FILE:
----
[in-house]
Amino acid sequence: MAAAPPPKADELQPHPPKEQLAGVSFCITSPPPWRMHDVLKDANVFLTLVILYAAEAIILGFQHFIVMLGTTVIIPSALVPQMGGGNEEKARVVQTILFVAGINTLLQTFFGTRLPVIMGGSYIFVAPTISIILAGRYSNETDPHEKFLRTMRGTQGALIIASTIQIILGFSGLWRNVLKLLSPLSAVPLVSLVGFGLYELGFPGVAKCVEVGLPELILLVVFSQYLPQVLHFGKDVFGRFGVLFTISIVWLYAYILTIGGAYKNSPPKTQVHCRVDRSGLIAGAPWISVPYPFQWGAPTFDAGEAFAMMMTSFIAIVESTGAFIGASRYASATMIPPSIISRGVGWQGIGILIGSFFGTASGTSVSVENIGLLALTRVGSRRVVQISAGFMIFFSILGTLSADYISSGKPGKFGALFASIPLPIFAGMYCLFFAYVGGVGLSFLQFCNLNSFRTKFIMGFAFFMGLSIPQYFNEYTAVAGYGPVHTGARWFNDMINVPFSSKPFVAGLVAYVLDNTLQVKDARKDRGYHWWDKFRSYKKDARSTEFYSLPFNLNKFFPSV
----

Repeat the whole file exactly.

[in-house]
Amino acid sequence: MAAAPPPKADELQPHPPKEQLAGVSFCITSPPPWRMHDVLKDANVFLTLVILYAAEAIILGFQHFIVMLGTTVIIPSALVPQMGGGNEEKARVVQTILFVAGINTLLQTFFGTRLPVIMGGSYIFVAPTISIILAGRYSNETDPHEKFLRTMRGTQGALIIASTIQIILGFSGLWRNVLKLLSPLSAVPLVSLVGFGLYELGFPGVAKCVEVGLPELILLVVFSQYLPQVLHFGKDVFGRFGVLFTISIVWLYAYILTIGGAYKNSPPKTQVHCRVDRSGLIAGAPWISVPYPFQWGAPTFDAGEAFAMMMTSFIAIVESTGAFIGASRYASATMIPPSIISRGVGWQGIGILIGSFFGTASGTSVSVENIGLLALTRVGSRRVVQISAGFMIFFSILGTLSADYISSGKPGKFGALFASIPLPIFAGMYCLFFAYVGGVGLSFLQFCNLNSFRTKFIMGFAFFMGLSIPQYFNEYTAVAGYGPVHTGARWFNDMINVPFSSKPFVAGLVAYVLDNTLQVKDARKDRGYHWWDKFRSYKKDARSTEFYSLPFNLNKFFPSV